“Ah, bon?!”, “Baaaah oui!”, “Ben non!” are all French familiar verbal expression that many tourists or even foreigners who live in France do not know or fully understand… Some friends of mine once told me that they thought on hearing the expression “Ben oui!” that people were talking about a certain Ben…
French is also a language where intonation can change, sometimes completely, the meaning of a sentence and for example the same sentence with a question mark at the end is perfectly grammatically correct without any other changes: “Vous aimez la France” which translates by “You like France” and “Vous aimez la France?” which translates by “Do you like France?” are both grammatically correct.
But now talking about bon, ben and bah…. Well, let’s take them on by one.
“Ah, bon?!” does not mean that things are good – like in the word “bon” – but can be translated as “Oh, really?!” So no offence if you share with somebody an unfortunate happening and they answer with “Ah, bon”; they do not mean “I am glad this happened to you!!!!” 🙂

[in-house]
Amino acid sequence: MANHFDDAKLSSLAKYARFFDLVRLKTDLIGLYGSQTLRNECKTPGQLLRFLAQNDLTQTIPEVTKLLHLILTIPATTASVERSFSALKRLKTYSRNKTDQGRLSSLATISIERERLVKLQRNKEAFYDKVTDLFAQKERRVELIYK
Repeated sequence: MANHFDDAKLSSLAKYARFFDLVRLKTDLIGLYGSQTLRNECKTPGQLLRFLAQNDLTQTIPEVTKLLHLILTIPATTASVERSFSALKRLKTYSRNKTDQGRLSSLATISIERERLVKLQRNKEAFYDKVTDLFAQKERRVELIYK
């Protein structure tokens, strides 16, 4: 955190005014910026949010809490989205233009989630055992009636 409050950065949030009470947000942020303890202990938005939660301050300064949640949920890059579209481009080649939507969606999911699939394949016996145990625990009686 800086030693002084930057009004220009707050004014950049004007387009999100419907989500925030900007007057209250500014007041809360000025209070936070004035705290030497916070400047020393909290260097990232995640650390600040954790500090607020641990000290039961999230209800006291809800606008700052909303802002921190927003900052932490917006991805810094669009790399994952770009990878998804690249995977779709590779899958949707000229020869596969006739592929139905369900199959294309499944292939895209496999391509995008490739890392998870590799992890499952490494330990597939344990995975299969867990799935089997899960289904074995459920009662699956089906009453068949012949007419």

“Bah oui”, “baaaaah oui”, “bah non”, “baaaaah non” are utilized in two different cases:
– The short “bah” followed by both “oui” or “non” means the obviousness of the answer, “obviously”, “of course” like in “Est-ce que tu aimes boire du champagne?” “Bah, oui!” (Do you like drinking champagne? Of course)
-The long “baaaaaaah” means hesitation. In English it can be translated as “I think yes/no but I am not really sure” like in “Est-ce que tu aimes manger cuisses de grenouilles?” “Baaaaaaah, non” (Do you like to eat frog legs? Not really)
“Ben” is used in exactly the same sense. “Beeeeeeeeen oui/non” or “ben oui/non”
These expressions are frequently used in familiar language in France
Hi, I am Carla. I am living and working in the beautiful city of Toulouse, France.
I like history, travel and... the southwest of France and try to share through this blog information about events that might be of interest to the travelers to this part of the world!